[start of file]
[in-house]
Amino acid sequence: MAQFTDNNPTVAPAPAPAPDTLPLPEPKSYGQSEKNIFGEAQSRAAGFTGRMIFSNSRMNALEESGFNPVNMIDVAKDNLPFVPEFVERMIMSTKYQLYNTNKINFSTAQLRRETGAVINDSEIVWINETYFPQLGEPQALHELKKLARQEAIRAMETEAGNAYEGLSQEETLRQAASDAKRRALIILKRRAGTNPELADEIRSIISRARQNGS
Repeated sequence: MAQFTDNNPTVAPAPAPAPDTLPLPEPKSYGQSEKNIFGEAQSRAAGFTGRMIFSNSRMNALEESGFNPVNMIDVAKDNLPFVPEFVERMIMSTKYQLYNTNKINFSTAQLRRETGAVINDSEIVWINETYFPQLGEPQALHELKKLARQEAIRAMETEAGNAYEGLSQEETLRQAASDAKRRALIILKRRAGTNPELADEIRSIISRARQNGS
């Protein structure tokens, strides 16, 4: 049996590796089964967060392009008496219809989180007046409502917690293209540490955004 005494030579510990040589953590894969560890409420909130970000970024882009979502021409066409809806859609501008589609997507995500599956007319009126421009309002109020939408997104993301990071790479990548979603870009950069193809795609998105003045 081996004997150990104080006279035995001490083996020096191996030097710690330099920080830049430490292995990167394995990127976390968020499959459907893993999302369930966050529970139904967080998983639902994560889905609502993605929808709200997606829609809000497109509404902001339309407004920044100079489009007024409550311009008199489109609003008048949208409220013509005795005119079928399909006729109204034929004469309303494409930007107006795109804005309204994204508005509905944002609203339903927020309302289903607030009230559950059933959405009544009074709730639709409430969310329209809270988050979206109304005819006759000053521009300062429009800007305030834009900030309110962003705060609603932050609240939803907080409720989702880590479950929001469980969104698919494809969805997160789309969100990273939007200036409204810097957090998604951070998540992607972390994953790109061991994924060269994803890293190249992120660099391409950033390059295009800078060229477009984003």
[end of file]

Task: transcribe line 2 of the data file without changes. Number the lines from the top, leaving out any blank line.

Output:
Amino acid sequence: MAQFTDNNPTVAPAPAPAPDTLPLPEPKSYGQSEKNIFGEAQSRAAGFTGRMIFSNSRMNALEESGFNPVNMIDVAKDNLPFVPEFVERMIMSTKYQLYNTNKINFSTAQLRRETGAVINDSEIVWINETYFPQLGEPQALHELKKLARQEAIRAMETEAGNAYEGLSQEETLRQAASDAKRRALIILKRRAGTNPELADEIRSIISRARQNGS